Scientists at Children's Hospital Oakland Research Institute are recognized world leaders for perfecting a technique that uses harmless bacteria to make many copies of long strands of fragile DNA. The DNA must be stabilized before it can be introduced into the bacterial cells. Once introduced into the cells, the bacteria are then tricked into reproducing and generate billions of identical bacterial cells containing the same human DNA strand and are now present in colonies. Each colony represents one type of DNA fragment. The genetic information of the genes is derived through the analysis of these fragments in a process known as "DNA sequencing". This process was used to help a team of international scientists map the X chromosome.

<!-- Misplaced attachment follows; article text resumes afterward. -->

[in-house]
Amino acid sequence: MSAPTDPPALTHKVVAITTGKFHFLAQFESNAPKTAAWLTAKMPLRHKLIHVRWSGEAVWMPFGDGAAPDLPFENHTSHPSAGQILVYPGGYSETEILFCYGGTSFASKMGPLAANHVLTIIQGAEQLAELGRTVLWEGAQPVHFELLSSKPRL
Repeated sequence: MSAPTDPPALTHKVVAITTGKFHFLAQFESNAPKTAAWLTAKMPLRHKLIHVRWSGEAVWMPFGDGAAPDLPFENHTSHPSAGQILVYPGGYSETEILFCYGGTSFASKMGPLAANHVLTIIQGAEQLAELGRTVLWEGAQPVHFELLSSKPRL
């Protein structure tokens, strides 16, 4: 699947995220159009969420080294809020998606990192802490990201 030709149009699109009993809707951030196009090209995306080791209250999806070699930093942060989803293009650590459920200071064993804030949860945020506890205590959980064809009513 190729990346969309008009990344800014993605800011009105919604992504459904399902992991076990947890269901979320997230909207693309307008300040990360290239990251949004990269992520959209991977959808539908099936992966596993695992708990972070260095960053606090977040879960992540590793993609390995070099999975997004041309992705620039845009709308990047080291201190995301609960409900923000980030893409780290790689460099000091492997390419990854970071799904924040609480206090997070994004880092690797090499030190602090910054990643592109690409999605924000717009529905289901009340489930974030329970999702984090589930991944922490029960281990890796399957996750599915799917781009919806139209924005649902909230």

"Our DNA library has become a major resource for ongoing global research in the genetics of human diseases," said Pieter de Jong, PhD, Children's Hospital Oakland Research Institute scientist and director of the DNA library. "One of the research projects that our scientists at CHORI will be using the DNA library for is to investigate the genetic differences that make certain people susceptible to inherited forms of Lou Gehrig's Disease," said Dr. de Jong.
The hospital's recombinant DNA library has more than 20 million DNA samples that are used in research programs around the world.